Imaging Self-Referrals Don't Reduce Sick Days, Costs
A third paper, by Laurence Baker, chief of health services research at Stanford University, specifically examines increased billing for MRI scans by orthopedists and neurologists, who purchased or contracted for use of the machines and started billing for these tests between 1999 and 2005.
Once they started billing for the MRI tests, "the number of MRI procedures used within 30 days of a first visit increased by about 38%," he wrote. Also, spending for other aspects of care rose as well.
These specialists "changed their practice patterns, increasing the use of MRI for their patients" in what Baker called "a distinct and easily observable jump." Even more interesting, he wrote, "the change appears primarily to reflect doctors' recommending MRI for patients for whom they would not have recommended the service before they acquired the ability to bill."
Much of the observed increase, he continued, did not take place on the same day of the initial visit, in effect diminishing "the argument that convenience was the central driver."
He suggested that such practices run the risk of increasing inefficiencies by promoting the overuse of new services.
A fourth paper, the second by Baker, looked at use of a newer technology, CT angiography, which is safer and more cost-effective than traditional catheter angiogram of the carotid arteries, the leading cause of stroke.
Although growth in the use of this test expanded the number of patients getting tested, a Health Affairsstatement saysthe authors found no evidence that it also increased the use of treatments for carotid artery disease. The authors note that the use of new technologies often spreads beyond situations in which value is clear.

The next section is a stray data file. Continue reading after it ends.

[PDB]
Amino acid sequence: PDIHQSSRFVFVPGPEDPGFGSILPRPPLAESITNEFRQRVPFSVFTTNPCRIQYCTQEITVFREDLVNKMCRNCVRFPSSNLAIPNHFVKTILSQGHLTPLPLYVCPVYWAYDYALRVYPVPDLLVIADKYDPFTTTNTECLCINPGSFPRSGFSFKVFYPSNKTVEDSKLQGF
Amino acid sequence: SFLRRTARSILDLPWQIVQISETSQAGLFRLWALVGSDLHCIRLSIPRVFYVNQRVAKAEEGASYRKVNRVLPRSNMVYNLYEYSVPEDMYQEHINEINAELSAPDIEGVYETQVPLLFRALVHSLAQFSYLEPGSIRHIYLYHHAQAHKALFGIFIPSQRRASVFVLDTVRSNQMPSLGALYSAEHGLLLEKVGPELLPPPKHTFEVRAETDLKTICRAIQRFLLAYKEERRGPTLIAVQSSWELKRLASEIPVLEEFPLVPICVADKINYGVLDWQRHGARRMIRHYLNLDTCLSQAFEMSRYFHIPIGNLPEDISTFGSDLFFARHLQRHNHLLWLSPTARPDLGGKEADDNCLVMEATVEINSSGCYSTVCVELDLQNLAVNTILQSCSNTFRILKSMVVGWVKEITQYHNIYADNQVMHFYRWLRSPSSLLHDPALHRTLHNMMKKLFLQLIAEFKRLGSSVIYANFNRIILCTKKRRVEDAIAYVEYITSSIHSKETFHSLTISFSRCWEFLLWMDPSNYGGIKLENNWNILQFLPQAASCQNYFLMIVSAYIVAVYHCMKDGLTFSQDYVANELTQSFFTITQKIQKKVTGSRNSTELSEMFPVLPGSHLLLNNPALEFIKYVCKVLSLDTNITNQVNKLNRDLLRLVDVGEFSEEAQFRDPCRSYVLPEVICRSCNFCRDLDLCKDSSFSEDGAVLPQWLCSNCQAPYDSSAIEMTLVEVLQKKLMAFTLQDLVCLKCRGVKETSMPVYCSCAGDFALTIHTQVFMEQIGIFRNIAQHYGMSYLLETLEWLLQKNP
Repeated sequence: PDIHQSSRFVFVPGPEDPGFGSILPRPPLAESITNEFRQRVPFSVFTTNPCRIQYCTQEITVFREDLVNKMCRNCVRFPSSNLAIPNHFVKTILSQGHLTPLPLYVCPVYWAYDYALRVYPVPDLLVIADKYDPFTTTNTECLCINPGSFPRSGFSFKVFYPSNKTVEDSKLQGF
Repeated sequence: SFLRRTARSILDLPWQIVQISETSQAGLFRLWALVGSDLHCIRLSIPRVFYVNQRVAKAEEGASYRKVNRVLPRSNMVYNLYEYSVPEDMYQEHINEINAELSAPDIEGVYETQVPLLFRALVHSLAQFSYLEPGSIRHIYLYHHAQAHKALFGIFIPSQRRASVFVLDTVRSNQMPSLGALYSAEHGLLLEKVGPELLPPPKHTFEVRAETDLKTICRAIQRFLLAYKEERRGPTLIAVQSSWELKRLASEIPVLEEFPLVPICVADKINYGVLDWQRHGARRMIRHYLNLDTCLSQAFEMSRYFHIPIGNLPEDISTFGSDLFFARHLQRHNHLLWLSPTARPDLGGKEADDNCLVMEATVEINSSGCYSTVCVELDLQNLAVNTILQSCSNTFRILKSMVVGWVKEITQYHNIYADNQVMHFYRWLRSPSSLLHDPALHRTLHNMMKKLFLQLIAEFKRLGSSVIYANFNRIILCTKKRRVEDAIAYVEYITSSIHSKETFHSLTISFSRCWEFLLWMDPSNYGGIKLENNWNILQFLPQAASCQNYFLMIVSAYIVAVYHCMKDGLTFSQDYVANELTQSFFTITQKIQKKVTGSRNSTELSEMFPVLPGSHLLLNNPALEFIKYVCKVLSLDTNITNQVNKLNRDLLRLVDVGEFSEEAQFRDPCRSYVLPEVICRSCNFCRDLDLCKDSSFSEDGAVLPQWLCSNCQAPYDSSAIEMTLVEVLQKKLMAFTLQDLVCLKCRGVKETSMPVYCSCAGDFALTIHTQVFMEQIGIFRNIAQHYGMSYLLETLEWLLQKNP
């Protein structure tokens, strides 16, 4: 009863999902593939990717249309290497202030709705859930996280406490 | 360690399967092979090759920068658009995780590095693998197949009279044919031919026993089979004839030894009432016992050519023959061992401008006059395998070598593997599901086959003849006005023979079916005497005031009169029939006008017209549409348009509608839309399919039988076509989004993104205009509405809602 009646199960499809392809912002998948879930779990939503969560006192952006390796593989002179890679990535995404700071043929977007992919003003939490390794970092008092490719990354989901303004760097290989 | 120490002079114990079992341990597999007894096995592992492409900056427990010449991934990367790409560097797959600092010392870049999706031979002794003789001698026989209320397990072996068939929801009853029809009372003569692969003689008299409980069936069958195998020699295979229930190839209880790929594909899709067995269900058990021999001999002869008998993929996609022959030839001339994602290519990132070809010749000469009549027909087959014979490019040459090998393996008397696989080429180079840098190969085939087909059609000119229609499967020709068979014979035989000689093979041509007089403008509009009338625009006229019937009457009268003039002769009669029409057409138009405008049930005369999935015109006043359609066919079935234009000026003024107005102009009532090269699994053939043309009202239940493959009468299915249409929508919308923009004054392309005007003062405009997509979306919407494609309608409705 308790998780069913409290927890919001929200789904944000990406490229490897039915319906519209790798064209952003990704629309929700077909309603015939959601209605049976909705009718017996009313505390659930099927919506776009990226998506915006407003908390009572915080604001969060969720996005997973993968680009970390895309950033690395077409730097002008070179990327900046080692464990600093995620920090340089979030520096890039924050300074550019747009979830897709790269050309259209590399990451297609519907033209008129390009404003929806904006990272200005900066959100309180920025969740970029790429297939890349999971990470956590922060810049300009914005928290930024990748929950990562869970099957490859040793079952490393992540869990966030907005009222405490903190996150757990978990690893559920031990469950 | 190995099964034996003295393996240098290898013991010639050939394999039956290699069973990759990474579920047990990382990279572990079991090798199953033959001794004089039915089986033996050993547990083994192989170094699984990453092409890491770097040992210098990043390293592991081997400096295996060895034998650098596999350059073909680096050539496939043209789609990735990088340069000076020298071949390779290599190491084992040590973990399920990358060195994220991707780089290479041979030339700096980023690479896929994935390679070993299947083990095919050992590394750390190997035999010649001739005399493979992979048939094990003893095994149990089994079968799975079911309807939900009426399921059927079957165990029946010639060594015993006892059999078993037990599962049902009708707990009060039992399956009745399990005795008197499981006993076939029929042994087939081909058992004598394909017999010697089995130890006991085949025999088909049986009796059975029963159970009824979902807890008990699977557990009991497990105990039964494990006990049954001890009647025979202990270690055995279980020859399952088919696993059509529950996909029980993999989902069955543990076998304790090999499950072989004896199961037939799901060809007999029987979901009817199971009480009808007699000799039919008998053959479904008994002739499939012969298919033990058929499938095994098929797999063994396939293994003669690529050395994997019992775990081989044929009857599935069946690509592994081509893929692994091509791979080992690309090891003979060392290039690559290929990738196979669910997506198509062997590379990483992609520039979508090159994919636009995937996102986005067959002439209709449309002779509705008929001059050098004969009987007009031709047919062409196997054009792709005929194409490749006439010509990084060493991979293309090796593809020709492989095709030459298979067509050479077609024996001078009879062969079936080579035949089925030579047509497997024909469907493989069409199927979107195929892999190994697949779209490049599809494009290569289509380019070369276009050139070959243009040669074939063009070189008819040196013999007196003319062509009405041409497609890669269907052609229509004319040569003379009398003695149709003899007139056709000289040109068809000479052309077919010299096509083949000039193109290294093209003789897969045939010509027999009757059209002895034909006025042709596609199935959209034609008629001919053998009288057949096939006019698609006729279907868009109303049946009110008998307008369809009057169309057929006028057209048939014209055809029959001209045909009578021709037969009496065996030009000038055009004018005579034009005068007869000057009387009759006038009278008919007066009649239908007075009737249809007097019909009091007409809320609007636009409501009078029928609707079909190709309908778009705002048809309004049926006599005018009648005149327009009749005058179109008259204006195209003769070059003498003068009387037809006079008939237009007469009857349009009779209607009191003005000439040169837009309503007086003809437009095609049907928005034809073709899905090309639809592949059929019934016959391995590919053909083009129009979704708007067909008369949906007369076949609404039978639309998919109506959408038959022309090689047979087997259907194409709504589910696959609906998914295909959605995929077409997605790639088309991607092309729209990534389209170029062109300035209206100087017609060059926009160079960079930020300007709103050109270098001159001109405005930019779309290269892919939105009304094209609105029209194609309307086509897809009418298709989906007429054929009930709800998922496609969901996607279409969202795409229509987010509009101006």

The fifth paper, by Bruce Hillman, a professor of radiology at the University of Virginia in Charlottesville, called the practice of self-referral "a conflict of interest" from which physicians who are not radiologists benefit financially.
Even though the 2005 Deficit Reduction Act called for Medicare to place limits on imaging self-referral payments, and the March health reform law mandates physicians to disclose their ownership interests, "the rewards for imaging self-referral remain strong" and may result in a lot of unnecessary testing and exposure to risks such as dangerous levels of radiation and reactions to contrast dyes, Hillman wrote, with co-author Jeff Goldsmith, president of Health Futures Inc., a healthcare consulting firm in Charlottsville.
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